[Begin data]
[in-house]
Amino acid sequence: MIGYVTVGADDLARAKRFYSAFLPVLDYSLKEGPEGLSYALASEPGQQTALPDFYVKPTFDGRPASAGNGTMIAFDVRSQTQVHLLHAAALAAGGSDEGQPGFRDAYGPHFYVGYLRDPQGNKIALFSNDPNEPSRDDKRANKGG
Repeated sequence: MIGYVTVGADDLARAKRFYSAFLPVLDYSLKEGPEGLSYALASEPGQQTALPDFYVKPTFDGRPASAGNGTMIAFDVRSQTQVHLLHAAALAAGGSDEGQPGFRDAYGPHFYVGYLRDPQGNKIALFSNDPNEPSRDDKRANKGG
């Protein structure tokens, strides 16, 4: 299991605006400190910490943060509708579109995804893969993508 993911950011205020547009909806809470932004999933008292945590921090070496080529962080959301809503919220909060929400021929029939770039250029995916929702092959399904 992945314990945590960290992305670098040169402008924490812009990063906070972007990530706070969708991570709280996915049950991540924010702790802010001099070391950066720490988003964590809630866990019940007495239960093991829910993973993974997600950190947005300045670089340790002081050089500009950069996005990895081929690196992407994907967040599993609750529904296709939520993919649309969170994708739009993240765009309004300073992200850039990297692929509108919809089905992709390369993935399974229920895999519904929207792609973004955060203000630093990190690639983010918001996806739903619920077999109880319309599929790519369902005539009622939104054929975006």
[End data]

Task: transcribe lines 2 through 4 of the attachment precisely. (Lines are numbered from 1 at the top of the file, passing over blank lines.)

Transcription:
Amino acid sequence: MIGYVTVGADDLARAKRFYSAFLPVLDYSLKEGPEGLSYALASEPGQQTALPDFYVKPTFDGRPASAGNGTMIAFDVRSQTQVHLLHAAALAAGGSDEGQPGFRDAYGPHFYVGYLRDPQGNKIALFSNDPNEPSRDDKRANKGG
Repeated sequence: MIGYVTVGADDLARAKRFYSAFLPVLDYSLKEGPEGLSYALASEPGQQTALPDFYVKPTFDGRPASAGNGTMIAFDVRSQTQVHLLHAAALAAGGSDEGQPGFRDAYGPHFYVGYLRDPQGNKIALFSNDPNEPSRDDKRANKGG
């Protein structure tokens, strides 16, 4: 299991605006400190910490943060509708579109995804893969993508 993911950011205020547009909806809470932004999933008292945590921090070496080529962080959301809503919220909060929400021929029939770039250029995916929702092959399904 992945314990945590960290992305670098040169402008924490812009990063906070972007990530706070969708991570709280996915049950991540924010702790802010001099070391950066720490988003964590809630866990019940007495239960093991829910993973993974997600950190947005300045670089340790002081050089500009950069996005990895081929690196992407994907967040599993609750529904296709939520993919649309969170994708739009993240765009309004300073992200850039990297692929509108919809089905992709390369993935399974229920895999519904929207792609973004955060203000630093990190690639983010918001996806739903619920077999109880319309599929790519369902005539009622939104054929975006």